ANZ 1.70% $25.46 australia and new zealand banking group limited

helen mccombie talks to ceo john mcfarlane.

  1. 636 Posts.
    Helen McCombie talks to CEO John McFarlane.






    John McFarlane, CEO, ANZ: It's absolutely incredible, I mean, when you boil it, that we're in business to create a customer and serve a customer, I mean, it's actually so fundamental, why did we forget it, I mean, it's almost inconceivable that that could have happened but that's the reality of what happened. Anyway we have now put the customer at the front of it but, but saying that customers are important is not enough, you actually have to deliver something to customers that they value otherwise they're not going to buy from you and so, in each of our businesses we've been trying to find what is this one thing, or two things, that will differentiate ANZ from another bank providing customer service to them and in our case, it's different in each of the businesses.

    Reporter: The market seems to be a bit worried about your Asian strategy, what is the priority in Asia?

    McFarlane: Look, the market would worry if we didn't do anything in Asia and the market will always worry when we do something in Asia. Now my view is that if you take the interdependence of Australia with Asia, financially, if we take a ten or twenty year view, we will regret not doing something in Asia. If we take a three year view it doesn't make any difference but over long periods of time we regret that, so we think it's right that we should do it. Now we're in Asia already.. five per cent of our profits come from Asia. I've worked in Asia, I mean I've run businesses there, big businesses there, I know how Asia works. We've paid the price in a sense, over long periods of time in Asia, why don't we reap some of the gains of having done that and we're getting those gains. You know, we've been approached by the Chinese authorities to partner with a bank there, we've been approached by the Thai authorities to partner with a bank there, we've been approached by the Living Bank in the Philippines to partner on credit cards, these are approaches to us. Because we're long term there and we're good at what we do, and I think it's about time we leveraged them but in a very careful way, making sure the value's right, the structure of the transaction is right, not putting all our eggs in one basket, pacing it correctly, and having a diversified portfolio of them. Not having too much of our capital at stake.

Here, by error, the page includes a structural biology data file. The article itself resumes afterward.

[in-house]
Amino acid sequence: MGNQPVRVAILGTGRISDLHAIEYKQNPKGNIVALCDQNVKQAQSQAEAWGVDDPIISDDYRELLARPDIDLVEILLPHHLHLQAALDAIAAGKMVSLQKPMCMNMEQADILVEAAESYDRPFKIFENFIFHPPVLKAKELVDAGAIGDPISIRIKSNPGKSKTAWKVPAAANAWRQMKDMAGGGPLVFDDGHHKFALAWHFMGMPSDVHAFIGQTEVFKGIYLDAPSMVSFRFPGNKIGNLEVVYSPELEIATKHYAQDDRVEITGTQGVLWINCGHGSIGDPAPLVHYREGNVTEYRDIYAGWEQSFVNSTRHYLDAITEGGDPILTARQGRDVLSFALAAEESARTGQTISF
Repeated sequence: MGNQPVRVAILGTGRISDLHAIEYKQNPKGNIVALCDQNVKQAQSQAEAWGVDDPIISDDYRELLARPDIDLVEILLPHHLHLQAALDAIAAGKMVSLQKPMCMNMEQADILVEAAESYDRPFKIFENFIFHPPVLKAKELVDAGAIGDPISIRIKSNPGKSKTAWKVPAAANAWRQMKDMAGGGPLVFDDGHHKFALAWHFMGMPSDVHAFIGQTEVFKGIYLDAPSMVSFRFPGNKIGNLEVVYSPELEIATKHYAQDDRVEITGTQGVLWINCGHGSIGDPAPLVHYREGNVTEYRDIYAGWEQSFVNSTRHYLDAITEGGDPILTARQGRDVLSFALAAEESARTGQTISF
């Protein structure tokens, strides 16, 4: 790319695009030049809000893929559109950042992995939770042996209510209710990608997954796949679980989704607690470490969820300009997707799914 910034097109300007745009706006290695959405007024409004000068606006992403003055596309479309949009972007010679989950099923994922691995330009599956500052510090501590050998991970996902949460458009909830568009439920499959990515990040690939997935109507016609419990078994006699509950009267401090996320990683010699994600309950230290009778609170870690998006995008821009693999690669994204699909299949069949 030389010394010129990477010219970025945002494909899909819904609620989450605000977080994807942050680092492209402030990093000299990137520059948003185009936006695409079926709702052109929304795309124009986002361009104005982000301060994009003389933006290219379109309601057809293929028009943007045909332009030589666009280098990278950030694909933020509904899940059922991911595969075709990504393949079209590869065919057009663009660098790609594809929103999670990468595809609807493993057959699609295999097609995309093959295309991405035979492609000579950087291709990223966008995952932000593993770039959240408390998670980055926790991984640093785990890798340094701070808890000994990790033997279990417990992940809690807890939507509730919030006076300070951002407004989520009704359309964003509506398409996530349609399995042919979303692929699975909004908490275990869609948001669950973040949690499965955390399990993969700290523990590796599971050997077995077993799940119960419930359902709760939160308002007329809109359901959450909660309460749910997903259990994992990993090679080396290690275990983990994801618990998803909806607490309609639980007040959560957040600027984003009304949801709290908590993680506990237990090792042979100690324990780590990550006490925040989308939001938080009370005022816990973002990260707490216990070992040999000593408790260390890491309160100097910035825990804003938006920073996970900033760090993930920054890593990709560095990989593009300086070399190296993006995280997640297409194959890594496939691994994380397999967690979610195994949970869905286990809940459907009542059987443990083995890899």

Reporter: How many deals are in play apart from the ones that you've just mentioned?

    McFarlane: Well in aggregate at the moment there are four deals in play. There's the existing transaction in the Philippines with Pernan Bank; we've got the Co-operative Bank in Shanghai; we've got the potential card deal in the Philippines, and, of course, this approach we've had in Thailand... they're in play at the moment and there's nothing else tangible that's in play at the moment but we would expect over the next two or three years something else will come up.

    Reporter: You've said that China is the grand prize, how long will it take for the ANZ to make money in China?

    McFarlane: Oh look it takes an awful long time when you take a foreign proposition in China to make money, I mean, it's not unusual for it to be ten or twenty years, and so making money short term is not what that's about. This is about getting a sustainable position in an attractive marketplace over a long period of time that will be valuable.

    Reporter: Presumably you're loosing money in China currently?